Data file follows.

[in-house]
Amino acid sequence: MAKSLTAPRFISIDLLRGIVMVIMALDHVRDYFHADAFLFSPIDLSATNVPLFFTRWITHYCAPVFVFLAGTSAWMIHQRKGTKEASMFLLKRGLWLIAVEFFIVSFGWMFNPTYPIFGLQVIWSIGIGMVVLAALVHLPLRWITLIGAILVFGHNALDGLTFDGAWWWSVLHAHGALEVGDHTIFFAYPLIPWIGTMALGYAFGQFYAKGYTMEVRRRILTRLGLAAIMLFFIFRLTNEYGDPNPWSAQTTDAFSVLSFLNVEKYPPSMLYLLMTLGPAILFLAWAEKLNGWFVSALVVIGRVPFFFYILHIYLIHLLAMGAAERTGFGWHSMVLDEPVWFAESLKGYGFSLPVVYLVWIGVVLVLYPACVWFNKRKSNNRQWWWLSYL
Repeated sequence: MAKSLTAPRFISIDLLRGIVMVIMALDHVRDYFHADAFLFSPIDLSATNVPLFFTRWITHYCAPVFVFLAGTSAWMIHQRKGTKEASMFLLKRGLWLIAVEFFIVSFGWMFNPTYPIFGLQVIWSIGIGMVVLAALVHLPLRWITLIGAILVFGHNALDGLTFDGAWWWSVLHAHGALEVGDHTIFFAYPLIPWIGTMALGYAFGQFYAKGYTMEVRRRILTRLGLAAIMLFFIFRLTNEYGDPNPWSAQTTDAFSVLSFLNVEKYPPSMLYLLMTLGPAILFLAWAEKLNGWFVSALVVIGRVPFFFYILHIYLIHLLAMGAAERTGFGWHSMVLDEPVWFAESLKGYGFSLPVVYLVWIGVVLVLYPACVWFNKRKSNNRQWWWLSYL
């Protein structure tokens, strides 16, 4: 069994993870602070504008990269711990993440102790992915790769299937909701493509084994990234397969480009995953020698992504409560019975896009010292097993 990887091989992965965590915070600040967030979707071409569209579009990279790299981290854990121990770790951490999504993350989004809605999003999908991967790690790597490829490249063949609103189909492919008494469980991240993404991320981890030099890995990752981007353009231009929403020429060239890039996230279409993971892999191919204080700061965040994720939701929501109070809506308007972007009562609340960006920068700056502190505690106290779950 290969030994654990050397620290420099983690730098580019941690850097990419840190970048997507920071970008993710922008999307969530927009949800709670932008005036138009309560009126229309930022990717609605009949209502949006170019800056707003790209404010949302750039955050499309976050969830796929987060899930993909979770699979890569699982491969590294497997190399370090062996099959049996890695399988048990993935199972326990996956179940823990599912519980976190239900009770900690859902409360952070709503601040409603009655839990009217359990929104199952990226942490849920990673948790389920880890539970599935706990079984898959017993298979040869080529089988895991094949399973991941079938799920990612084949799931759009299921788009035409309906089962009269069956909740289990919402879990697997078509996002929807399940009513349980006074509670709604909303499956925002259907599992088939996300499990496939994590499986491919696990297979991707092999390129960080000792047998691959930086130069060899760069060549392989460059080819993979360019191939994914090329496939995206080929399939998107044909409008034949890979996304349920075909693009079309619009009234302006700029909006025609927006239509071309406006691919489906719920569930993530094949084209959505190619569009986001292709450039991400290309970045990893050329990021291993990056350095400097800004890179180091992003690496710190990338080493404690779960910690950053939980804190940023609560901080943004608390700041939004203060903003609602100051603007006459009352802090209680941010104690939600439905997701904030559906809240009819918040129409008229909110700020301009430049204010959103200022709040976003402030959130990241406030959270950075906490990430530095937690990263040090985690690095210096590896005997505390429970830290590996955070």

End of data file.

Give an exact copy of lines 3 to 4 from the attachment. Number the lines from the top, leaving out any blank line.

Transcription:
Repeated sequence: MAKSLTAPRFISIDLLRGIVMVIMALDHVRDYFHADAFLFSPIDLSATNVPLFFTRWITHYCAPVFVFLAGTSAWMIHQRKGTKEASMFLLKRGLWLIAVEFFIVSFGWMFNPTYPIFGLQVIWSIGIGMVVLAALVHLPLRWITLIGAILVFGHNALDGLTFDGAWWWSVLHAHGALEVGDHTIFFAYPLIPWIGTMALGYAFGQFYAKGYTMEVRRRILTRLGLAAIMLFFIFRLTNEYGDPNPWSAQTTDAFSVLSFLNVEKYPPSMLYLLMTLGPAILFLAWAEKLNGWFVSALVVIGRVPFFFYILHIYLIHLLAMGAAERTGFGWHSMVLDEPVWFAESLKGYGFSLPVVYLVWIGVVLVLYPACVWFNKRKSNNRQWWWLSYL
């Protein structure tokens, strides 16, 4: 069994993870602070504008990269711990993440102790992915790769299937909701493509084994990234397969480009995953020698992504409560019975896009010292097993 990887091989992965965590915070600040967030979707071409569209579009990279790299981290854990121990770790951490999504993350989004809605999003999908991967790690790597490829490249063949609103189909492919008494469980991240993404991320981890030099890995990752981007353009231009929403020429060239890039996230279409993971892999191919204080700061965040994720939701929501109070809506308007972007009562609340960006920068700056502190505690106290779950 290969030994654990050397620290420099983690730098580019941690850097990419840190970048997507920071970008993710922008999307969530927009949800709670932008005036138009309560009126229309930022990717609605009949209502949006170019800056707003790209404010949302750039955050499309976050969830796929987060899930993909979770699979890569699982491969590294497997190399370090062996099959049996890695399988048990993935199972326990996956179940823990599912519980976190239900009770900690859902409360952070709503601040409603009655839990009217359990929104199952990226942490849920990673948790389920880890539970599935706990079984898959017993298979040869080529089988895991094949399973991941079938799920990612084949799931759009299921788009035409309906089962009269069956909740289990919402879990697997078509996002929807399940009513349980006074509670709604909303499956925002259907599992088939996300499990496939994590499986491919696990297979991707092999390129960080000792047998691959930086130069060899760069060549392989460059080819993979360019191939994914090329496939995206080929399939998107044909409008034949890979996304349920075909693009079309619009009234302006700029909006025609927006239509071309406006691919489906719920569930993530094949084209959505190619569009986001292709450039991400290309970045990893050329990021291993990056350095400097800004890179180091992003690496710190990338080493404690779960910690950053939980804190940023609560901080943004608390700041939004203060903003609602100051603007006459009352802090209680941010104690939600439905997701904030559906809240009819918040129409008229909110700020301009430049204010959103200022709040976003402030959130990241406030959270950075906490990430530095937690990263040090985690690095210096590896005997505390429970830290590996955070």